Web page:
US retail gasoline prices are expected to be about 80¢/gal lower than last summer, with an average $3.50/gal price for regular grade gasoline, according to the US Energy Information Administration’s (EIA) Short-Term Energy Outlook (STEO).
During last summer’s driving season (April through September), gasoline prices hit an all-time high June 13 as regular unleaded gasoline pump price averaged $5.01/gal—the highest on record since the summer of 2008 when gasoline pump prices peaked in July, averaging $4.06/gal. West Texas Intermediate (WTI) crude price for same period rose to $133.37/bbl and Brent spot increased to $132.72/bbl.
EIA forecasts lower gasoline prices this summer due to lower forecasted crude prices compared with this time a year ago. Gasoline prices could rise slightly later this summer as demand increases during peak summer driving season.
During March 2023, regular unleaded gasoline prices averaged $3.42/gal, according to EIA. “We forecast retail gasoline prices will peak between $3.50/gal to $3.60/gal in June and average about $3.50/gal throughout the summer season.” West Coast PADD 5 retail prices continue to be the highest in the country, averaging $4.37/gal for regular grade gasoline in March and continuing higher in April.
In April, many refiners started the transition to produce the more expensive summer-grade gasoline as required by May 1. The US Environmental Protection Agency (EPA) mandates seasonal Reid vapor pressure (RVP) standards in the summer to “regulate the vapor pressure of gasoline sold at retail stations during the summer ozone season (June 1-Sept. 15) to reduce evaporative emissions from gasoline that contribute to ground-level ozone and diminish the effects of ozone-related health problems,” according to EPA’s website.
The transition was just one reason for the rise in retail pump prices.
Crude prices are a major component to gasoline prices, accounting for more than 57% of the cost at the pump. Other factors are refining margins (18%), distribution and marketing (12%), and taxes (13%).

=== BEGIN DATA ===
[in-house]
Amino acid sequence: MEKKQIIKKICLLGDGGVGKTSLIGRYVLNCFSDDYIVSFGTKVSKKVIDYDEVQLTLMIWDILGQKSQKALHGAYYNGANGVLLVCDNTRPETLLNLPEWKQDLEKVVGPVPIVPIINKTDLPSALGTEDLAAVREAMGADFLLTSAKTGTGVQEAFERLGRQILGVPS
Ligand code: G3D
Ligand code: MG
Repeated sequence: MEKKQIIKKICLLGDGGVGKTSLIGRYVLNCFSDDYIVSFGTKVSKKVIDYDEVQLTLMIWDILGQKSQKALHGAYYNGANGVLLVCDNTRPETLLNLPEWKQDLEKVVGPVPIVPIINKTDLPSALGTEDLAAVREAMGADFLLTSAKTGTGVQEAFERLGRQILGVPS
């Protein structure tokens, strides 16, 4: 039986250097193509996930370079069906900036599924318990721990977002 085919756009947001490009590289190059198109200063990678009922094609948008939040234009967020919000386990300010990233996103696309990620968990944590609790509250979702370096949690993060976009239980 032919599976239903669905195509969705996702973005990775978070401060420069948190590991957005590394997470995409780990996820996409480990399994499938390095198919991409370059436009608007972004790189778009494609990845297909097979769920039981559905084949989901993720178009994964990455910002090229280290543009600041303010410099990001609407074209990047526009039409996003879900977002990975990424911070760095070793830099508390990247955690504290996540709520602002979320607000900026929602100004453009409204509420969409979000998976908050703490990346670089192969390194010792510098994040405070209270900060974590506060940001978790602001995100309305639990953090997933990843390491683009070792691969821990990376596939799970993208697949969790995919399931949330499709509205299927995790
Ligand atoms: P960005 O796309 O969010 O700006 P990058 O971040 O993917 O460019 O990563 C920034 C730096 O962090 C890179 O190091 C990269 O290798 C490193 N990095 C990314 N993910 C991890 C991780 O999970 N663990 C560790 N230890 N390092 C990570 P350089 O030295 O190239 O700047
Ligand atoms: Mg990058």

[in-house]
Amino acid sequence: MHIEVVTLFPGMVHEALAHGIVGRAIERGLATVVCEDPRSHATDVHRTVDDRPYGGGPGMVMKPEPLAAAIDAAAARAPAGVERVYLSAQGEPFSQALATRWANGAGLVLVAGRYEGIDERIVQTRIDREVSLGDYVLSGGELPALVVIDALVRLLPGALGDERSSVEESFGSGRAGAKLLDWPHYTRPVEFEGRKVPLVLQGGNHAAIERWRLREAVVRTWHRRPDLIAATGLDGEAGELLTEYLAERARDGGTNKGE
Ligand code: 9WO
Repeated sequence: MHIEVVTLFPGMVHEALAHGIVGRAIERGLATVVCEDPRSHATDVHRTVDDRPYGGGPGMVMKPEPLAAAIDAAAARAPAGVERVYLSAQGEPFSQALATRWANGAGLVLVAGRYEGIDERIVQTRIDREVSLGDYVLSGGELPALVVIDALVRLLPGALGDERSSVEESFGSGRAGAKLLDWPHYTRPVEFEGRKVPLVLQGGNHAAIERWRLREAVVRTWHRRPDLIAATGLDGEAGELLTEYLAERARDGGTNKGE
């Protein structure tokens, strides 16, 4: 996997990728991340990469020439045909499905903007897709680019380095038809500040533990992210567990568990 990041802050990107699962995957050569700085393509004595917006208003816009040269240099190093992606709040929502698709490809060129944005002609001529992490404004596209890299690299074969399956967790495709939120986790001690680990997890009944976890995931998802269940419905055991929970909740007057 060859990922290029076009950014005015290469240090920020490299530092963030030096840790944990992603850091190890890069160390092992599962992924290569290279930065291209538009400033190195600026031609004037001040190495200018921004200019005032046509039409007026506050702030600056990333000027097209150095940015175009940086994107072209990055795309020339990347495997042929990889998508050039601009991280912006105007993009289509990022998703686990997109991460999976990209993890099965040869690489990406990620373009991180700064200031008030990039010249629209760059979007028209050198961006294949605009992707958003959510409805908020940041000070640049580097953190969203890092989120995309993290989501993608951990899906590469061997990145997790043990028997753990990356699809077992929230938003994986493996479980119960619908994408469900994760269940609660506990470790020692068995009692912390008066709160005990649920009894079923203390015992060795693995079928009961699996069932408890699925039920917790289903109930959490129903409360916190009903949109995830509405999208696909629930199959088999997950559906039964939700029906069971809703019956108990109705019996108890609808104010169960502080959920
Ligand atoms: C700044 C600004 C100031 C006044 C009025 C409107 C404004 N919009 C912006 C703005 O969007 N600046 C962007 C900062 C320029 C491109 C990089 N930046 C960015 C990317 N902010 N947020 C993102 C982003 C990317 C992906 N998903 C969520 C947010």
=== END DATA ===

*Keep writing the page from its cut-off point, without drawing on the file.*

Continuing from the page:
EIA’s April STEO forecasts Brent spot price to average $87/bbl during Summer 2023, $20 lower than last summer when Brent averaged $107/bbl. Brent spot price for March 2023 averaged $78/bbl, while WTI spot averaged $73.28/bbl, considerably lower than last summer. Summer crude prices in 2022 reached the highest nominal prices seen since 2008. Brent averaged $122.71/bbl and WTI $114.84/bbl in June 2022.
Then vs. now
The oil and gas industry saw oil prices surge in July 2008 due in part to the rise in demand from emerging markets in China and India. Supply interruptions from Africa and the Middle East, with Libya threatening to cut oil production, scared oil markets and caused crude oil price spikes that summer. By year-end 2008, Brent and WTI prices plummeted to $39.95/bbl and $41.12/bbl, respectively, a result of the struggling global economy. Energy prices took a hit with shrinking demand and high inventory.
Higher crude prices in 2022 were the result of supply concerns following Russia’s invasion of Ukraine. Inventory was already low in part due to a storage withdrawal to meet rising economic activity following the lifting of pandemic restrictions.
Though crude prices have dropped since last summer, EIA expects prices to be higher over the next couple of months after OPEC announced a cut in production Apr. 3. OPEC members and other oil producers plan to voluntarily cut oil output by 1.16 million b/d. These cuts will take place in May and continue to end-2023.